|Image via Flickr cc|
The children were all handsome and blessed with quick wit and an appreciation of a good prank. No doubt, characteristics inherited from both the mother and father, but more from the mother. The children made the parents as happy as parents could be and there was no end to the joy that they brought into the lives of the mother and father.
The father took pride in the outward assurances of all the good he had brought to his family; a comfortable home, a dinner table always full of more food than his children could eat, a wife who was able to be home for their children if they needed it.
But the well-meaning woman, who adores their children more than she could ever find the words to express, would ponder the doings of the day; did she provide them with the stuff of a happy memory? Would they look back on life with her and smile?
She thinks about their days together and there is so much that tells her how she misses the mark that the other women she knows always seem to hit.
There was the Monday last June when she was to pick up her youngest from an early release of a class, only to forget and have one of the on-the-mark parents call her at home, to tell her they had her child with them, wondering where she was.
While out shopping one day, she finds a jacket that makes her think of her oldest son. Excitedly, she buys it for him and leaves it hanging on the coat hook near the back door. He sees it when he comes home and asks her, "Whose is that?" When she tells him through grinning teeth that it's his, he responds, "No it's not."
Driving home from a store that is unfamiliar to her, she is caught in a roundabout intersection and loops through it only to find herself thrown back into the parking lot from where she first entered. It takes her teen-age son sitting next to her, who is one-month-old in driver's license years, to talk her through and out of the roundabout the second time.
Trying to encourage her happy-to-stay-home middle child to be with others, she promises him that if he arranges a bike ride with friends, she'll take care of his chores for the day. His green eyes look at hers and they strike a deal. He comes home late in the day, spent, to find that his bedsheets haven't been changed, nor his laundry folded and put away, because she just forgot.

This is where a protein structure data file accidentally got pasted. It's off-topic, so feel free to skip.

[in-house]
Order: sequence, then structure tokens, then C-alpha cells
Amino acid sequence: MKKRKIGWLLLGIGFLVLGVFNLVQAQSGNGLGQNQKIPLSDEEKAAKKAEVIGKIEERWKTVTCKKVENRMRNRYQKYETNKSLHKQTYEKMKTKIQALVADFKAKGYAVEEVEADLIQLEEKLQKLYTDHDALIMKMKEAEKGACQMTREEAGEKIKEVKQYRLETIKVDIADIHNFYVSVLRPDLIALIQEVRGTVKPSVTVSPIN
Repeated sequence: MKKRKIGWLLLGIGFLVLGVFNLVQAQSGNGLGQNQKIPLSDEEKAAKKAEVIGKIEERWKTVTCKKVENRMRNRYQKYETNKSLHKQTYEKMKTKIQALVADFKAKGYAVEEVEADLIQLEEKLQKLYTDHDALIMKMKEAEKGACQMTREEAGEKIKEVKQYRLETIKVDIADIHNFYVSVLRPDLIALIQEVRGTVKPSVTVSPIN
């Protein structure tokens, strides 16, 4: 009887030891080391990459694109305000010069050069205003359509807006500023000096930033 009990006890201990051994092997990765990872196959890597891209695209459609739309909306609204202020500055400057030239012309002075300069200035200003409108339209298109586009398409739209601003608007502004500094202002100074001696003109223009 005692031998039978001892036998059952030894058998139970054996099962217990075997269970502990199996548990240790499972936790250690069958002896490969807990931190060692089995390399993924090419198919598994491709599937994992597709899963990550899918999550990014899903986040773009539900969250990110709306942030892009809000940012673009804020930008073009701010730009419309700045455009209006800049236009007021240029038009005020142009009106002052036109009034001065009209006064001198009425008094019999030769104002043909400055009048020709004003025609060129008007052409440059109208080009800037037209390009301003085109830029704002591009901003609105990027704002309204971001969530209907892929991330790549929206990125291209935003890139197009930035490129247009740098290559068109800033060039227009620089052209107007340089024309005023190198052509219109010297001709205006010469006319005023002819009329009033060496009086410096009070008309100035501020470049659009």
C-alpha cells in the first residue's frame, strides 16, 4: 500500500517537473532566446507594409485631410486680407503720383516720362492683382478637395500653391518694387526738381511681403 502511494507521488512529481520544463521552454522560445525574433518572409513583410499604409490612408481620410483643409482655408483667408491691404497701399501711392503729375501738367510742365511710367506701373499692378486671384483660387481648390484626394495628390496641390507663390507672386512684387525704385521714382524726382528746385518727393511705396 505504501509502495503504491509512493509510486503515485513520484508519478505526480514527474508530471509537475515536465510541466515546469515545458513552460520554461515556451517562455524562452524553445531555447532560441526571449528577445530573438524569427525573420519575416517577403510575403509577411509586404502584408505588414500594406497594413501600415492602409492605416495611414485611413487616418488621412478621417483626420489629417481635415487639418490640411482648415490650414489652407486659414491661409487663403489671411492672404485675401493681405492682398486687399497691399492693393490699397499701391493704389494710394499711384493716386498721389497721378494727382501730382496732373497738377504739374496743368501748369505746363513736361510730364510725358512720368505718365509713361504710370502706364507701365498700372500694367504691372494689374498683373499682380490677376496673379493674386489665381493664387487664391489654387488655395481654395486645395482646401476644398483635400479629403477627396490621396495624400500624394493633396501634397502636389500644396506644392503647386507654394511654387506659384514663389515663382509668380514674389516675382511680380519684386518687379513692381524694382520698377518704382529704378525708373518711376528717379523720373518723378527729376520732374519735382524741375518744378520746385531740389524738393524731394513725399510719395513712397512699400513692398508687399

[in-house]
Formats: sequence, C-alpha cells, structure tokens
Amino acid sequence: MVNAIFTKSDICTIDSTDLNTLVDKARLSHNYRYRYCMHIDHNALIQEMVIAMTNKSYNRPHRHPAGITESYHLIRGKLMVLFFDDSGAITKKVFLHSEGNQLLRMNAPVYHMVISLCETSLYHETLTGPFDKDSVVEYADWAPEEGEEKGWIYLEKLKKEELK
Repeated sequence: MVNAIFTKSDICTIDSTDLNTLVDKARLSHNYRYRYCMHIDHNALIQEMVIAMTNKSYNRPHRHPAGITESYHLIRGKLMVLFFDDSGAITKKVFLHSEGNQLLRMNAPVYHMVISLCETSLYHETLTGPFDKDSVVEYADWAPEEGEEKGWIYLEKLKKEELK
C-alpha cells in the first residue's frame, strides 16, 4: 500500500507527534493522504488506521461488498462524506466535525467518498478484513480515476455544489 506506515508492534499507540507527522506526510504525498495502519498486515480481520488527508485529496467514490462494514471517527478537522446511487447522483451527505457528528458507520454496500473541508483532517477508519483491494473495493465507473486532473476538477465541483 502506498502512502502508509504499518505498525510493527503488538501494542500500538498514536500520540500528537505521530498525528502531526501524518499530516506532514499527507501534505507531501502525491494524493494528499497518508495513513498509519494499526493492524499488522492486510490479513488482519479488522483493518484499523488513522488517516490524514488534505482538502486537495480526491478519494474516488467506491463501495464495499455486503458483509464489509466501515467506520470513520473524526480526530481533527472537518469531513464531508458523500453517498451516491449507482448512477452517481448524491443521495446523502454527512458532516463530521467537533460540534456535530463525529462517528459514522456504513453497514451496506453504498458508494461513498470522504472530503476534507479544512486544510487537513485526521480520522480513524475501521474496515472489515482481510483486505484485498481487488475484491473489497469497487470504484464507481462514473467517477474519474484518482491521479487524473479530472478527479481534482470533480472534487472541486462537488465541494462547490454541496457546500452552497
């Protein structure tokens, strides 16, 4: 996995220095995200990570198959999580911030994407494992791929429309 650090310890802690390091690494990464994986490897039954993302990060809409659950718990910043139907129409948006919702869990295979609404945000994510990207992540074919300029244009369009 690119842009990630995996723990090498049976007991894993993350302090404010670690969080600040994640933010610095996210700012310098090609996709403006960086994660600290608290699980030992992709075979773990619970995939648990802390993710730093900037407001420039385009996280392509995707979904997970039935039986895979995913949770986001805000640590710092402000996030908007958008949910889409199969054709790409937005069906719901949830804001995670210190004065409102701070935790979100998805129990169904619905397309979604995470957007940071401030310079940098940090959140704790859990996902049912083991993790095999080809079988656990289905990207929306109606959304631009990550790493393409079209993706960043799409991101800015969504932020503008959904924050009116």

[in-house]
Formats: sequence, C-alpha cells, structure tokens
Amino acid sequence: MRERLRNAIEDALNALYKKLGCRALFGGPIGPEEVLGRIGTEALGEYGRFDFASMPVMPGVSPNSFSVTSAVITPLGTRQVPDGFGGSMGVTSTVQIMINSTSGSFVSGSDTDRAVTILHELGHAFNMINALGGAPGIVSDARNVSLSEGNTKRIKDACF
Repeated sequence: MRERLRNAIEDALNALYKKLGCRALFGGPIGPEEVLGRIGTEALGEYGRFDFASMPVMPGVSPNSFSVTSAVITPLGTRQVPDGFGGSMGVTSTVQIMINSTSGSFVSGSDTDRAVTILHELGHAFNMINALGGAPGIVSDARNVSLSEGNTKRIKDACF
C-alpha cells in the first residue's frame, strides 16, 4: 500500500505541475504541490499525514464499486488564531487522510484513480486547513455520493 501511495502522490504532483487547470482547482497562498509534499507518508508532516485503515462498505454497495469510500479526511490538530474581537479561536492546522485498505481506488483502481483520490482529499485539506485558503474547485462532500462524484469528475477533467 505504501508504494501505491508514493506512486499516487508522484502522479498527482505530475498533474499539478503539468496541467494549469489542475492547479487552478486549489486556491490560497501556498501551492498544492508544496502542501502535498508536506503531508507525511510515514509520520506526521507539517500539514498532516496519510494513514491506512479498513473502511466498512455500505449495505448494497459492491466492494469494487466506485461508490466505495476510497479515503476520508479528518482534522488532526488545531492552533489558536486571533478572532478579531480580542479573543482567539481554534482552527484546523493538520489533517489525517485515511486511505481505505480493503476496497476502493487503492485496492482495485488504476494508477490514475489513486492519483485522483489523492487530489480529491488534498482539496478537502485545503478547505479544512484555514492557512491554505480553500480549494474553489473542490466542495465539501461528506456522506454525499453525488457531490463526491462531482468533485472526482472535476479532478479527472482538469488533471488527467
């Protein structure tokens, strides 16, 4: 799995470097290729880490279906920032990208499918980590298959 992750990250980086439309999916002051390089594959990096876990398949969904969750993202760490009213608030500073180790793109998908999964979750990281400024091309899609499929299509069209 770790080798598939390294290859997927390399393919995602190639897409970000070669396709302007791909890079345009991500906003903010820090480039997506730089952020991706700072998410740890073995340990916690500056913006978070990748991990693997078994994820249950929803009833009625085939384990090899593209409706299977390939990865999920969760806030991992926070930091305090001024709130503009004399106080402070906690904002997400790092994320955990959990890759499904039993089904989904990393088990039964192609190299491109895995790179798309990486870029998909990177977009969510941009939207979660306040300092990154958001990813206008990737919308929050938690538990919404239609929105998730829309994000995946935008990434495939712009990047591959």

But one evening, everything felt in place. The house was caught up and there was space to breathe before dinner. She pulled everything together for the day, miraculously somehow. More than anything that night, she wanted to squeeze in one of summer's last walks. The woman and her three sons left, planning to be home in time for her husband's arrival, when they would all eat together.
The four of them walk quickly, each boy trying to make her laugh the loudest as they take turns presenting their "walk of the day." She stays back a bit, watching her loves from behind and listening to their knock knock jokes - smiling to herself, finally feeling like one of the women who always hits the target. They return home and the first one to enter the house is the youngest. She smells the smoke as soon as he opens the door.
As they were weaving their way around the neighborhood - she, giddy from a day without failing - the potatoes that she had forgotten to take out of an oven that she had forgotten to turn off, were turning cajun blackened instead of fluffy baked, from their second hour in hell's fires. She shouts orders like a seasoned captain of a pirate ship, "Open the doors! Get the overhead fan going! Slide the patio door over!" and her children take to the commands as if they're running gunpowder to the cannons.
After she has all hands on deck, she sits at the kitchen island and tries to not cry. But the disappointment, again, of just not being able to be what she feels these beautiful children deserve, becomes too much for her to hold in.
"I'm so sorry. I am so sorry. I wish I was like the moms your friends all have. I'm so sorry."
All three of her princes surround her and promise that it doesn't matter, it's only potatoes.
Her littlest one pushes his way in under the arms of the two oldest brothers. "Naaah," he says, his little head resting against her shoulder, "I like it this way. It's more fun."
*I had coffee Friday with a wonderful local blogger I've come to know, Jen, of tranquilamama, and she loved this story that I told her, about my week. I decided to share it with all of you today, hoping that if there's a woman out there reading this who thinks she's missing the target, that she sees she's actually nailing it, right on the head.